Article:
Please note: You are viewing the unstyled version of this website. Either your browser does not support CSS (cascading style sheets) or it has been disabled. Skip navigation.

Ocean & Climate Change Institute

   Print  PDF  Change text to small (default) Change text to medium Change text to large

Geologist Sarah Das

Enlarge Image

Geologist Sarah Das began a three-year OCCI fellowship in 2009. Sarah works on developing new methods and observations to understand ice sheet melting, ice dynamics and meltwater run-off.
(Photo by Chris Linder, Woods Hole Oceanographic Institution)

Related Links

» Ocean & Climate Change Institute Web Site

In 2009, the Ocean & Climate Change Institute (OCCI) continued to concentrate most of its research activities and resources on changes in the North Atlantic and Arctic Ocean climate. OCCI distributed about $1.9 million for the Arctic Research Initiative (ARI), our five-year focused research program, supported by the Sealark Foundation, and another $500,000 for basic climate research, support of Institute Fellows, Postdoctoral Scholars and graduate students.

Combined with our research activities funded by institute funds and the Comer Science and Education Foundation, the three-year funding total for the Arctic Research Initiative is now about $6.8 million, supporting more than 45 research projects and significantly enhancing WHOI’s role in understanding the changes in Arctic climate and their impacts on the marine and surrounding terrestrial ecosystems. Several new research programs were begun during 2009, including a new study of the interaction of glaciers and the warming ocean in several Greenland fjords.

ARI funding enabled us to support Emily Shroyer, a postdoctoral fellow working with Al Plueddemann in Physical Oceanography (PO). Emily is studying the wind-driven response of the Alaskan Coastal Current off Point Barrow, Alaska, a region of high biological productivity and one of the principal locations for the transport of fresh Pacific water into the Arctic Basin.

OCCI research activities also extended beyond the Arctic to include new projects to study carbon cycle dynamics, submarine groundwater discharge and tropical Pacific and Atlantic interactions that influence climate variability.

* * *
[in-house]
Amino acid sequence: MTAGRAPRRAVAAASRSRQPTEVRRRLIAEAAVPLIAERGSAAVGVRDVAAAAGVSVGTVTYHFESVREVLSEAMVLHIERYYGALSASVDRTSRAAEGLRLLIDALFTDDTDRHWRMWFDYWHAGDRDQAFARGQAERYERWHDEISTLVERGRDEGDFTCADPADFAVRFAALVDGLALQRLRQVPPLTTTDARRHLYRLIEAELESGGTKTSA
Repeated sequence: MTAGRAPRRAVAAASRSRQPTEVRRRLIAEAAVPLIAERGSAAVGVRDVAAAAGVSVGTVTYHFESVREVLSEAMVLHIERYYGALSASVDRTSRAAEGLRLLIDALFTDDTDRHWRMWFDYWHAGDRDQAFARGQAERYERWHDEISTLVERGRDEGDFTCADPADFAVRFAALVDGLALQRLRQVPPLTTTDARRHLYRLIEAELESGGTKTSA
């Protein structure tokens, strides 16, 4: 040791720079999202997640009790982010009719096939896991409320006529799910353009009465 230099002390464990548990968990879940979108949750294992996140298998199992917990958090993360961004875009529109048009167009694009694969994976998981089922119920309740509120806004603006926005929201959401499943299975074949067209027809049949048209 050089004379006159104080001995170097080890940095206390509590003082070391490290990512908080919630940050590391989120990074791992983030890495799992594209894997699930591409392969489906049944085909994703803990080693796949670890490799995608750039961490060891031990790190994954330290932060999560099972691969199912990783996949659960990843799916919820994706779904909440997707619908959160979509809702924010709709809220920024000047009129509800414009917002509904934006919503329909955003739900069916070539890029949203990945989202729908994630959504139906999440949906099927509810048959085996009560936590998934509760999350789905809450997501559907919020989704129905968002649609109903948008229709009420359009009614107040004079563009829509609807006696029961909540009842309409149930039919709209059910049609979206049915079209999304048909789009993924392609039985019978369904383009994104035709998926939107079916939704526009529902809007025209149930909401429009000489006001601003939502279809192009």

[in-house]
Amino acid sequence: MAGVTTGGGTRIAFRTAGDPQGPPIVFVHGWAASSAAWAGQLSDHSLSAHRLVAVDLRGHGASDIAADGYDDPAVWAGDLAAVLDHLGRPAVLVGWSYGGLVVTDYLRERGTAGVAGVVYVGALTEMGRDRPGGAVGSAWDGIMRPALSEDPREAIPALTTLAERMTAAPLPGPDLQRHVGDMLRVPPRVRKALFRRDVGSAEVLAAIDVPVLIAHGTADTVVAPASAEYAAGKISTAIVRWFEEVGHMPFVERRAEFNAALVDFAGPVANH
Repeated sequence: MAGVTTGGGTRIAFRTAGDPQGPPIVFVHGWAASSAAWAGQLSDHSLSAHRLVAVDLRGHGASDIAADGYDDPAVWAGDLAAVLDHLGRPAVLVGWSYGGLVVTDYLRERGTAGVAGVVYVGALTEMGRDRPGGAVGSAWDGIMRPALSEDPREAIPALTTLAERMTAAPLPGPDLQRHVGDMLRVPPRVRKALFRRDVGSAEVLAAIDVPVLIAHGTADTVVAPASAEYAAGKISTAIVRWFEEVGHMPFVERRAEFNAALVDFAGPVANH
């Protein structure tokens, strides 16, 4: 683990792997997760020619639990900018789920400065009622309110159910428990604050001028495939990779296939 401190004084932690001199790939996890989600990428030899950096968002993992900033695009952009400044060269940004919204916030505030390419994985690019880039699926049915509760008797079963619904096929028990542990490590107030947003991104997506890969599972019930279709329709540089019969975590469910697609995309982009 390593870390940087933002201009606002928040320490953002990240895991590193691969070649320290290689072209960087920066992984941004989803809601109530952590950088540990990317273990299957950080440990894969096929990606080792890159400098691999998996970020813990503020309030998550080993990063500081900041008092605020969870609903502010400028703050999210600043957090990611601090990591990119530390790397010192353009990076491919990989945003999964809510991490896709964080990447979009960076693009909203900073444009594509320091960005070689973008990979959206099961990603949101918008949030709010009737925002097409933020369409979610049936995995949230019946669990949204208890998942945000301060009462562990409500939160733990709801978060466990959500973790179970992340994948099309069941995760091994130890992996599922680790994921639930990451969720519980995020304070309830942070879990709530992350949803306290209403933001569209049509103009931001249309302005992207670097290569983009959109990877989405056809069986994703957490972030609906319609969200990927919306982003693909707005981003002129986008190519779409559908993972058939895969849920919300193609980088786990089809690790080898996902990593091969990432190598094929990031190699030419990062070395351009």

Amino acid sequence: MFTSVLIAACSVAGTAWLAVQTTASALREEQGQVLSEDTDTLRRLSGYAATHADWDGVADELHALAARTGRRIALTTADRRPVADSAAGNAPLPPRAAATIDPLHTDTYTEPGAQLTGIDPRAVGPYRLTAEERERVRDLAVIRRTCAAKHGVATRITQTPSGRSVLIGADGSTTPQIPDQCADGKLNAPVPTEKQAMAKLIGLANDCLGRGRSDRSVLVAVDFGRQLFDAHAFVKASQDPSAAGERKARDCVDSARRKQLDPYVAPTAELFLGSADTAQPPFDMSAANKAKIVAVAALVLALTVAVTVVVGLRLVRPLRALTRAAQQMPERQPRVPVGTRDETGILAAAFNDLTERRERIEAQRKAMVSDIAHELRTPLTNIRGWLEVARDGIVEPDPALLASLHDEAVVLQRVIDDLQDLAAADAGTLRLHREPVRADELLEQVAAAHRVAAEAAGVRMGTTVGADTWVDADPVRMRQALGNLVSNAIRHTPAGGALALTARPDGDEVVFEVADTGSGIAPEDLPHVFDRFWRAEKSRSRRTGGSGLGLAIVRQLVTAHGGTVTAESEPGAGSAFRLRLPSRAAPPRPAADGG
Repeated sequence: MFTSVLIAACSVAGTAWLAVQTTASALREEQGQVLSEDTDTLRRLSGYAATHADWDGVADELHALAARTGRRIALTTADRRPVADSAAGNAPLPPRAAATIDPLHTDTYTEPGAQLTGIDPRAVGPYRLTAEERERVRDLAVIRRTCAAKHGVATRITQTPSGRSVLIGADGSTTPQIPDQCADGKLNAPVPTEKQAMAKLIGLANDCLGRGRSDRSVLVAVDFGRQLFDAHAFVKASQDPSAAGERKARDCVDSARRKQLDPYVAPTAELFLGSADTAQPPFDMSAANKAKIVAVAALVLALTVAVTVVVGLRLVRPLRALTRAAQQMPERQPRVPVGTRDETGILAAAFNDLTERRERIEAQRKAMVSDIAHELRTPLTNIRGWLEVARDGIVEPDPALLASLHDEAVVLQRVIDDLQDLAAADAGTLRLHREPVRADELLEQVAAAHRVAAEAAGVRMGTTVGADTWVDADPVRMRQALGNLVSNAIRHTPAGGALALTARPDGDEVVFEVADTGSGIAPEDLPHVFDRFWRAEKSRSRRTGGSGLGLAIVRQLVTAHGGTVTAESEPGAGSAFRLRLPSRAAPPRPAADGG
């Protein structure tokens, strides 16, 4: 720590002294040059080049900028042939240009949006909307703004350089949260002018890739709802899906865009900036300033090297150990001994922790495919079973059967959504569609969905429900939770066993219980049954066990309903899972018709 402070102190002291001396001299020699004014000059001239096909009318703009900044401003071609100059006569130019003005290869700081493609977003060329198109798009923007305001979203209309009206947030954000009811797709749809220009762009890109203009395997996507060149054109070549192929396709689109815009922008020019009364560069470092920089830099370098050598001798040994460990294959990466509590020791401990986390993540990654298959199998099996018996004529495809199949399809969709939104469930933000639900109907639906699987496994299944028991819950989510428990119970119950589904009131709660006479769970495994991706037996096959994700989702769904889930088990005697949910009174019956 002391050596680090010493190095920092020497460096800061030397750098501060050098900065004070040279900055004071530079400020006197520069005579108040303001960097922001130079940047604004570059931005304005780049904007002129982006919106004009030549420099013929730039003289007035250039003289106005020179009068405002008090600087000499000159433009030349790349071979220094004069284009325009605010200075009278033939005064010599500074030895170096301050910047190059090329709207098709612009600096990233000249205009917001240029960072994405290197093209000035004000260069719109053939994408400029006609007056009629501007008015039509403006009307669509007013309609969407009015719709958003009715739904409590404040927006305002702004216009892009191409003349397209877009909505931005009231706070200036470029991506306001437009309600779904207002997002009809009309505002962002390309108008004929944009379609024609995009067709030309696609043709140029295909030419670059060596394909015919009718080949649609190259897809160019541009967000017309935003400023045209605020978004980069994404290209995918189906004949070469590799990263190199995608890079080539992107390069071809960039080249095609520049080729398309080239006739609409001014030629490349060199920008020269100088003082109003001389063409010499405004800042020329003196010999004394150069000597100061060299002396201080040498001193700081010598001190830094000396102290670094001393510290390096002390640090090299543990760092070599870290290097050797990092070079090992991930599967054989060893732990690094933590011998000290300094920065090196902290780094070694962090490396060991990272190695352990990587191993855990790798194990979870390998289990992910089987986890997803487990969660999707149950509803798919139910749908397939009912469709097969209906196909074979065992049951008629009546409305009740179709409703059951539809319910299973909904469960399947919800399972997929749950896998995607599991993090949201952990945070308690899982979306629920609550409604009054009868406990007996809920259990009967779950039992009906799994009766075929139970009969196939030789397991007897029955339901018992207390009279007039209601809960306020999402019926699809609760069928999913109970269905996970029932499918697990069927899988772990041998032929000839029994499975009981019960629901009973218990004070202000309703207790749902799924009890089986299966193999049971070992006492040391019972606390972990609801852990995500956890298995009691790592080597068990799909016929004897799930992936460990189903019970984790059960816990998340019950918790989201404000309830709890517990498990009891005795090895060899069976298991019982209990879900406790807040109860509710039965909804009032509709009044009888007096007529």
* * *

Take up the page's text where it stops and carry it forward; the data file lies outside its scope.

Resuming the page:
Sarah Das in Geology & Geophysics (G&G) and Young-Oh Kwon (PO) began three-year OCCI fellowships in 2009. Sarah works on developing new methods and observations to understand ice sheet melting, ice dynamics and meltwater run-off. Young-Oh is examining global climate model simulations and comparing them with the observational data, to understand the role of ocean-atmosphere coupling in long-term climate variability in the North Atlantic and North Pacific.

In 2009 OCCI continued its support of Katherine Silverthorne (MIT/WHOI Joint Program student in Physical Oceanography). She studies the development of the "18 degree water" in the North Atlantic, a water layer of consistent temperature and salinity that may play a role in climate.

Elizabeth Douglas was the 2009 OCCI postdoctoral fellow. Liz is working with Steve Jayne in PO, studying the variability of the Kuroshio Current—the Pacific equivalent of the Gulf Stream—in ocean circulation models and observations.

OCCI also played a role in two education outreach activities in 2009. The institute supported a pilot program, called the Climate Summer Internship Program, to provide high school students with a summer research experience. Delia Oppo (Senior Scientist in G&G) and Joanne Muller (Falmouth Academy science teacher and former WHOI Postdoctoral Fellow) provided seven Falmouth Academy and Falmouth High School students with hands-on experience using deep sea sediments to understand earth's climate history. OCCI will suppport this program again in 2010.

Climate change was the theme of the 2009 WHOI Geodynamics Program, and OCCI helped to develop the curriculum and supported the activities. This program fosters interdisciplinary research in the earth sciences among faculty, MIT/WHOI Joint Program students and postdoctoral investigators. The program entails a 14-week seminar series of visiting scientists presenting their research results to the WHOI community. The talks explored the interactions between earth dynamical processes and climate, such as the impact of mountain building and volcanic out-gassing on climate, past sea level rise and the deformation of the whole earth as a result of glacial-interglacial climate cycles.

The program culminated with a group study tour to the Caribbean island of Barbados, a classic field area for the study of ice-age sea-level history.  Barbados is an actively rising island at the crest of the Barbados Ridge, and is unique, in that the island’s sedimentary rock base is capped by a sequence of coral terraces that grew during sea level changes of the past 700,000 years.

William Curry, Institute Director

Last updated: March 17, 2010

whoi logo

Copyright ©2007 Woods Hole Oceanographic Institution, All Rights Reserved, Privacy Policy.
Problems or questions about the site, please contact